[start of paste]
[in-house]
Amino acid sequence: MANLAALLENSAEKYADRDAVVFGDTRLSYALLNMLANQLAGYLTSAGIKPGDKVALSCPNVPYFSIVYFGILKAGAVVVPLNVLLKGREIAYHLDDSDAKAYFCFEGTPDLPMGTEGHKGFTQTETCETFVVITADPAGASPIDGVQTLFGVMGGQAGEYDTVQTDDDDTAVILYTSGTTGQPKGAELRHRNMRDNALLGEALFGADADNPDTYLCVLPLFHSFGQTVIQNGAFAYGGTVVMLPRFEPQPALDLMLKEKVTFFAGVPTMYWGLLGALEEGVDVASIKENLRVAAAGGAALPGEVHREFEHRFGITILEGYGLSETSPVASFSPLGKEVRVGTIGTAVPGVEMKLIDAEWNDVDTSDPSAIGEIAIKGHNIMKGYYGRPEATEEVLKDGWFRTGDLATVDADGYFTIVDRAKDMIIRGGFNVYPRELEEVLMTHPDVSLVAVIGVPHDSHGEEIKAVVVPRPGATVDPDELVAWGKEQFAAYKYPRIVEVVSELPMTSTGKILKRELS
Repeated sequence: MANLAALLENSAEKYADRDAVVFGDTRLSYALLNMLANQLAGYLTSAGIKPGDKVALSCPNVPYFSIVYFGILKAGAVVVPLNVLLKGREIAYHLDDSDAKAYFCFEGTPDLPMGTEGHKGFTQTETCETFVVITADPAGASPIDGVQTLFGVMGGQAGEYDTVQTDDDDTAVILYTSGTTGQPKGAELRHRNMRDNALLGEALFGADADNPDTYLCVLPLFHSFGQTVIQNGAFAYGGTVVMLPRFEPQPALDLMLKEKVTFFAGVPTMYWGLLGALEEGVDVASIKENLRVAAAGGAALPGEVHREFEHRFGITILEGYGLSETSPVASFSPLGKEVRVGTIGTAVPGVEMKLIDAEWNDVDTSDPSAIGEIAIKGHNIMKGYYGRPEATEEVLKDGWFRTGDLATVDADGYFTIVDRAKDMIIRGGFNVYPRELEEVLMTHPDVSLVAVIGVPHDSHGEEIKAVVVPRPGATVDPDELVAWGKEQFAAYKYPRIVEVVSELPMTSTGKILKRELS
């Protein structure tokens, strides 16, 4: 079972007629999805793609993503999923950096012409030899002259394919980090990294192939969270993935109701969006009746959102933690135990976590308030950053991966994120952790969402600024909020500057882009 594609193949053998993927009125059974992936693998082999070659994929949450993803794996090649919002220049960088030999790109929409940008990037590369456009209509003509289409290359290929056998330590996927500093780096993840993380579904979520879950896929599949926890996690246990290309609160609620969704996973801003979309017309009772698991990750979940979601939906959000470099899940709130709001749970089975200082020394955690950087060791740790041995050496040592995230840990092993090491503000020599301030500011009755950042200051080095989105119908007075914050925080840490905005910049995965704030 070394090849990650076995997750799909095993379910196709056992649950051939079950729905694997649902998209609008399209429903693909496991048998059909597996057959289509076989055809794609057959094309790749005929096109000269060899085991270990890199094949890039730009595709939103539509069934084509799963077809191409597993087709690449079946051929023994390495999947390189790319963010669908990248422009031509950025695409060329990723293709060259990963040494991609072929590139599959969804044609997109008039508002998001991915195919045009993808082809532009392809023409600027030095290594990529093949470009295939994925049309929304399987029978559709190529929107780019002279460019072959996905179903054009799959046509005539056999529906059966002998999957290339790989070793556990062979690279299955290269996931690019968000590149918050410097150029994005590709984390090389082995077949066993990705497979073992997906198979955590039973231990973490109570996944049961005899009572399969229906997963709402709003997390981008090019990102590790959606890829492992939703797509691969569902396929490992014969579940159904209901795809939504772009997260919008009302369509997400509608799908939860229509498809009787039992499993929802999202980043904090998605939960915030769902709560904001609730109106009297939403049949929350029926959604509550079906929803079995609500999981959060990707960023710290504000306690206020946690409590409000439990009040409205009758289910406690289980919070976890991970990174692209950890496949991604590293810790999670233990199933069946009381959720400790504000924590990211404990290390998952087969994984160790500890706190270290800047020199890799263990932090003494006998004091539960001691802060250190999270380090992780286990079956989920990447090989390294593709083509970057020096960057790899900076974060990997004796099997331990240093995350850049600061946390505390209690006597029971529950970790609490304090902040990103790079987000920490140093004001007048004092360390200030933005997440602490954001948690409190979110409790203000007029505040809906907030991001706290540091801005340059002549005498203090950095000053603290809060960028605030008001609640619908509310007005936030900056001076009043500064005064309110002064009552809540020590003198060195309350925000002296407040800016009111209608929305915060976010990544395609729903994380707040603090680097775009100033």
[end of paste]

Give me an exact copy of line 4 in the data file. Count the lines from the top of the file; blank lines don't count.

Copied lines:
């Protein structure tokens, strides 16, 4: 079972007629999805793609993503999923950096012409030899002259394919980090990294192939969270993935109701969006009746959102933690135990976590308030950053991966994120952790969402600024909020500057882009 594609193949053998993927009125059974992936693998082999070659994929949450993803794996090649919002220049960088030999790109929409940008990037590369456009209509003509289409290359290929056998330590996927500093780096993840993380579904979520879950896929599949926890996690246990290309609160609620969704996973801003979309017309009772698991990750979940979601939906959000470099899940709130709001749970089975200082020394955690950087060791740790041995050496040592995230840990092993090491503000020599301030500011009755950042200051080095989105119908007075914050925080840490905005910049995965704030 070394090849990650076995997750799909095993379910196709056992649950051939079950729905694997649902998209609008399209429903693909496991048998059909597996057959289509076989055809794609057959094309790749005929096109000269060899085991270990890199094949890039730009595709939103539509069934084509799963077809191409597993087709690449079946051929023994390495999947390189790319963010669908990248422009031509950025695409060329990723293709060259990963040494991609072929590139599959969804044609997109008039508002998001991915195919045009993808082809532009392809023409600027030095290594990529093949470009295939994925049309929304399987029978559709190529929107780019002279460019072959996905179903054009799959046509005539056999529906059966002998999957290339790989070793556990062979690279299955290269996931690019968000590149918050410097150029994005590709984390090389082995077949066993990705497979073992997906198979955590039973231990973490109570996944049961005899009572399969229906997963709402709003997390981008090019990102590790959606890829492992939703797509691969569902396929490992014969579940159904209901795809939504772009997260919008009302369509997400509608799908939860229509498809009787039992499993929802999202980043904090998605939960915030769902709560904001609730109106009297939403049949929350029926959604509550079906929803079995609500999981959060990707960023710290504000306690206020946690409590409000439990009040409205009758289910406690289980919070976890991970990174692209950890496949991604590293810790999670233990199933069946009381959720400790504000924590990211404990290390998952087969994984160790500890706190270290800047020199890799263990932090003494006998004091539960001691802060250190999270380090992780286990079956989920990447090989390294593709083509970057020096960057790899900076974060990997004796099997331990240093995350850049600061946390505390209690006597029971529950970790609490304090902040990103790079987000920490140093004001007048004092360390200030933005997440602490954001948690409190979110409790203000007029505040809906907030991001706290540091801005340059002549005498203090950095000053603290809060960028605030008001609640619908509310007005936030900056001076009043500064005064309110002064009552809540020590003198060195309350925000002296407040800016009111209608929305915060976010990544395609729903994380707040603090680097775009100033």